Saturday 16 December 2017

Murphy: 'Last year a write-off because we didn't win the All-Ireland'

But Kilkenny goalkeeper aiming to build on his 2016 heroics and help the Cats return to hurling’s summit

Kilkenny goalkeeper Eoin Murphy. Photo by Matt Browne/Sportsfile
Kilkenny goalkeeper Eoin Murphy. Photo by Matt Browne/Sportsfile

Michael Verney

There may never be a more fitting backdrop to an interview than Kilkenny goalkeeper sitting before the assembled media with a picture of the legendary Ollie Walsh hanging above him.

Walsh is photographed soaring above the Cats' crossbar to grab a score-bound sliotar in the dying minutes of the 1967 All-Ireland final as the best efforts of Donie Nealon and Tipp were thwarted.

Nearly six months ago to the day, Murphy produced his own piece of goalkeeping brilliance when securing Kilkenny's final place with a jaw-dropping catch to deny former Waterford IT team-mate Pauric Mahony and the Déise with a last-gasp free.

Murphy plays down his spectacular display of skill and athleticism with his usual understated manner saying that they regularly practise similar scenarios in training and "it didn't mean much after we didn't win the All-Ireland".

"Afterwards when some of the lads said it to me, I was like, 'Jesus like if I'd dropped it in the goal'. When you're playing in a match some of these things just come naturally to you," Murphy said at Glanbia's sponsorship launch.

"When you're a young lad and stuff like that, even some of the boys, some of the passes that you'd do in a match or whatever it is, if you're in training or pucking around beforehand you mightn't think of it but because it's in the heat of the moment you do those sort of things.

"It's sort of a natural action more than anything else. I didn't really think about it, I just knew when it was halfway through the air that I was going to be in a position where I could make a play on it.

"Because there were so many players in and around the box as well you couldn't take the chance of taking it down with your hurl. I still sort of had it in the back of my mind that if I didn't feel comfortable with it, I was going to pull out of it.

"You couldn't take the chance. I just timed the jump just about right and if it was any higher, I'm not that tall anyway so I wouldn't have got to it, no! Look, that's the way it goes. It fell for us that day, it didn't a couple of weeks later."

The 26-year-old, who is equally adept in midfield or attack and won a junior club All-Ireland title outfield with Glenmore last year, pulled off a string of point-blank stops in their subsequent defeat to Tipperary and despite the honour of a first All-Star last winter it came with "a tinge of regret".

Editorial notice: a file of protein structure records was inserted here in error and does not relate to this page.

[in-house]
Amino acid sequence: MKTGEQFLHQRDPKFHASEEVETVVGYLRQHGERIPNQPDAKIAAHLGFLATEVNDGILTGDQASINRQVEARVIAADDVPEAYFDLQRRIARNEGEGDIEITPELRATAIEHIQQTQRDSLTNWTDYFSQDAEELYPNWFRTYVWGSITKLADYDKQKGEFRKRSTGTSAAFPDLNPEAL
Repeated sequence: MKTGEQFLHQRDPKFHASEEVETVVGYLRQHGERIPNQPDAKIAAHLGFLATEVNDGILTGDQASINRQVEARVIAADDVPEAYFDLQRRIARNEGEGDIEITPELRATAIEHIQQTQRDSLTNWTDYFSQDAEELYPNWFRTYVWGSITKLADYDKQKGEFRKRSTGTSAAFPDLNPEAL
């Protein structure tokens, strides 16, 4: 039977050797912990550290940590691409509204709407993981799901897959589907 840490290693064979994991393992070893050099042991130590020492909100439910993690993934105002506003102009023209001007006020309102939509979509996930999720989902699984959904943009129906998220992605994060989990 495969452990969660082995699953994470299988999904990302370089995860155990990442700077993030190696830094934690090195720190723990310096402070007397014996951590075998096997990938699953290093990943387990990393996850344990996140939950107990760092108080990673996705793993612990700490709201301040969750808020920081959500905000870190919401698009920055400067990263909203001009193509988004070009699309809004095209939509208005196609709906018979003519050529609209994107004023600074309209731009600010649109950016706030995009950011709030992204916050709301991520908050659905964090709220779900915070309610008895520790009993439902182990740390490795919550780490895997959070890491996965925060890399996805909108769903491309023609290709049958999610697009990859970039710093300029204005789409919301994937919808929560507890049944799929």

Every year without Liam MacCarthy making his way back to Noreside is a "write-off" in Murphy's mind and performances matter little when hurling's holy grail slips through your hands.

"If you make plays and you win, that's all well and good but if you make plays and you lose it's still not worth a damn at the end of the day. You're here to win trophies and medals as much as you can. We won Leinster but it was a complete write off because we didn't win an All-Ireland. We're no different from any other county. We just want to win an All-Ireland really," he says.

With a slowdown of underage success, in comparison to other previous golden generations, and with high-profile retirements like Jackie Tyrrell and Eoin Larkin, there's a train of thought among many hurling folk that Brian Cody's Cats will struggle to scale hurling's pinnacle again.

Murphy has no fear that the end of an era is coming, however, and with four Celtic Crosses already to his name he plans on adding to his collection. "It's been a revolving door the last couple of years with so many lads going. But there's lads stepping up to the plate," he says confidently.

"Pádraig Walsh, (Cillian) Buckley and Conor Fogarty are hurling phenomenal stuff the last few years and Richie (Hogan) and TJ (Reid) in the forwards have been carrying stuff on. There's new guys coming in. There's about ten lads under the age of 22-23 that have been around the panel and will gain experience throughout the league as well."

One of those is his younger brother Alan, man of the match in their All-Ireland club win last February, who is "bugging the life" out of him coming up and down to training together but there's a real sense of brotherly love in the Cats camp.

"The two of us would be bating the heads off each other at home so we have to be a bit civilised in here. He just has to take his opportunity when it comes like everyone else. He's just another team-mate," Murphy says.

"I play with him at home along with two other brothers so I don't see any difference, it's the same with TJ Reid and Richie as well and Michael and Colin (Fennelly), you don't treat him any differently, probably a little bit harder on him actually."

Murphy was part of Kilkenny's Walsh Cup win last Sunday but the real action gets under way in Nowlan Park tomorrow where they renew acquaintances with Waterford, a side he holds in the highest regard, in the league.

"Physically, they've come on leaps and bounds and they're not afraid to go man on man, it just shows the confidence they have in their own ability. After winning the U-21 the confidence is going to be through the roof and physically they're going to be that extra year older so they're going to be coming on in that regard."

Irish Independent

Promoted Links

Sport Newsletter

The best sport action straight to your inbox every morning.

Promoted Links

Editor's Choice

Also in Sport